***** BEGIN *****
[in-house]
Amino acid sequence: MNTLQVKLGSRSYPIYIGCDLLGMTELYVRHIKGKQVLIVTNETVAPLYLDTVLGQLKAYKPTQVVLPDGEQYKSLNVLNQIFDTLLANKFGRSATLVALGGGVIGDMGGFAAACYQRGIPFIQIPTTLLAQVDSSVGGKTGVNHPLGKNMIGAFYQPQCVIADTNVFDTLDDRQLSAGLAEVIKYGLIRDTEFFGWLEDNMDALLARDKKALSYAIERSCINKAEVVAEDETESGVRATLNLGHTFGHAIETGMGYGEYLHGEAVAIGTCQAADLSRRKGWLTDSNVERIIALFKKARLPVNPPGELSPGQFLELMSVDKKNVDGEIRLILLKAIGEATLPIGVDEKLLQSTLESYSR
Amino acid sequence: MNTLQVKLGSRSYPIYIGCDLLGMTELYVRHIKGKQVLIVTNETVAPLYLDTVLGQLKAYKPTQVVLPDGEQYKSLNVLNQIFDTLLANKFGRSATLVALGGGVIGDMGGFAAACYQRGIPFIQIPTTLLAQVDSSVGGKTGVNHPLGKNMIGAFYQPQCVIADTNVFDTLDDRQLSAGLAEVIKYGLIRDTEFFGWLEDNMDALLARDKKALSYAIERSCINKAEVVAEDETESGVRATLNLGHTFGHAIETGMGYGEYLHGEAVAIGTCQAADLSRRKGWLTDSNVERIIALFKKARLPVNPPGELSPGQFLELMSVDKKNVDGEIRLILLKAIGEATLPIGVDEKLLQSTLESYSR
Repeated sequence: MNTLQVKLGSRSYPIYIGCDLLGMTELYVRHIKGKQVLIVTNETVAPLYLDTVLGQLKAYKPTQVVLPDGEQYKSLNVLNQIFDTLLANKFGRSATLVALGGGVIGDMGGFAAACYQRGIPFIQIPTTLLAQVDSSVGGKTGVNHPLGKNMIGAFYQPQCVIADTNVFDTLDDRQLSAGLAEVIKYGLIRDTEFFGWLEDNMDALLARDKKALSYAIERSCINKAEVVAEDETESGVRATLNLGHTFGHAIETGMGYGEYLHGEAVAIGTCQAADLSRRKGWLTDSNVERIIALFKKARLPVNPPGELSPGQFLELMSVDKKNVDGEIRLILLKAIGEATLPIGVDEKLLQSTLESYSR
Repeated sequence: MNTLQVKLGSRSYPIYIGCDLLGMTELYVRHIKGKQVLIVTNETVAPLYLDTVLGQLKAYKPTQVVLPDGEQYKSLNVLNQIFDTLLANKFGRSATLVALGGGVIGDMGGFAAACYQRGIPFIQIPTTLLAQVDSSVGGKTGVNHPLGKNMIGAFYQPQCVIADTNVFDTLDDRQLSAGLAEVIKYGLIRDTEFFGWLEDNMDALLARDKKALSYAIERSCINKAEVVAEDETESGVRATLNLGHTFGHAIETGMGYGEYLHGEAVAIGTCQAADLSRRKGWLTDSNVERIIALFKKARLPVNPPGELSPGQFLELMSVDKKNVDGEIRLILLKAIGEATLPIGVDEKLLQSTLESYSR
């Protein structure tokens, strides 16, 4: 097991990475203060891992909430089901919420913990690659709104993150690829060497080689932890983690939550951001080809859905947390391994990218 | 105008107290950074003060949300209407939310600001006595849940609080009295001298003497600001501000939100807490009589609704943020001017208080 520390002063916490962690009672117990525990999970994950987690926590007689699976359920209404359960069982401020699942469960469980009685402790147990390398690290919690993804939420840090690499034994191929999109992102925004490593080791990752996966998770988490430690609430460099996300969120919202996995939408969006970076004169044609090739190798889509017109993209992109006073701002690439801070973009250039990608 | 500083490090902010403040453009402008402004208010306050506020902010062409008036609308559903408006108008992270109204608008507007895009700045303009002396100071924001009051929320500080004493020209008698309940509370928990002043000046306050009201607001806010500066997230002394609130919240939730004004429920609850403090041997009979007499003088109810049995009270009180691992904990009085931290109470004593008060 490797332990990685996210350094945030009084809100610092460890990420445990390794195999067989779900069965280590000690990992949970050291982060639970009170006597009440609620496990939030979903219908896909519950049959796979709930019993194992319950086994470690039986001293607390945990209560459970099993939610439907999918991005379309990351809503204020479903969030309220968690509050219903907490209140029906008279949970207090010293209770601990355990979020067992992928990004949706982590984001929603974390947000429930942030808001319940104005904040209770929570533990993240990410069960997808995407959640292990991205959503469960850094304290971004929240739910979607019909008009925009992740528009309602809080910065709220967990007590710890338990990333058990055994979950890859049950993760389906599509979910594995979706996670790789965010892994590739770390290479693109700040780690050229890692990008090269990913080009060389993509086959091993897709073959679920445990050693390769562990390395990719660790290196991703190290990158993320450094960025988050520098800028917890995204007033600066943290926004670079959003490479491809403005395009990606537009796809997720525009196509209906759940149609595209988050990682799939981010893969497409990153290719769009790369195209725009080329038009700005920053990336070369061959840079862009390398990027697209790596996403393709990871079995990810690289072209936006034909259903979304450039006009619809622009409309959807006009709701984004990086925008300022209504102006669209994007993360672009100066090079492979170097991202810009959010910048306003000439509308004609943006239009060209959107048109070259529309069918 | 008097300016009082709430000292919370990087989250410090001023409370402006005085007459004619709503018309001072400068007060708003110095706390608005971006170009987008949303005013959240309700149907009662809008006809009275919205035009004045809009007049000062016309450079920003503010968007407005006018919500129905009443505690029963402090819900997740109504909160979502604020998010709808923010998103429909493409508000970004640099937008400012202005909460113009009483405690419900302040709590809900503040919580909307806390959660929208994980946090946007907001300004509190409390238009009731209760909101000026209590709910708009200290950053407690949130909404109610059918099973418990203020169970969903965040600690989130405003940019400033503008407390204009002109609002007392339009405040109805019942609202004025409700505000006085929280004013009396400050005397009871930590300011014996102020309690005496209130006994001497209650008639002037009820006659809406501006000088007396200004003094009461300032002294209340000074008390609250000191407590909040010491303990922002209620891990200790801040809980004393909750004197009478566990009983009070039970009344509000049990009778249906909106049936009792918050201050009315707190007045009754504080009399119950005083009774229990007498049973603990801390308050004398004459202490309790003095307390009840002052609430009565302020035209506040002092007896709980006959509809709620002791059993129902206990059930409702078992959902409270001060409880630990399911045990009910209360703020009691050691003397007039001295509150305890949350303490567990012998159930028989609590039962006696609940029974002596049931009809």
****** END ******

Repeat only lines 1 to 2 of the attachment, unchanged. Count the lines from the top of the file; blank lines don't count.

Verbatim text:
[in-house]
Amino acid sequence: MNTLQVKLGSRSYPIYIGCDLLGMTELYVRHIKGKQVLIVTNETVAPLYLDTVLGQLKAYKPTQVVLPDGEQYKSLNVLNQIFDTLLANKFGRSATLVALGGGVIGDMGGFAAACYQRGIPFIQIPTTLLAQVDSSVGGKTGVNHPLGKNMIGAFYQPQCVIADTNVFDTLDDRQLSAGLAEVIKYGLIRDTEFFGWLEDNMDALLARDKKALSYAIERSCINKAEVVAEDETESGVRATLNLGHTFGHAIETGMGYGEYLHGEAVAIGTCQAADLSRRKGWLTDSNVERIIALFKKARLPVNPPGELSPGQFLELMSVDKKNVDGEIRLILLKAIGEATLPIGVDEKLLQSTLESYSR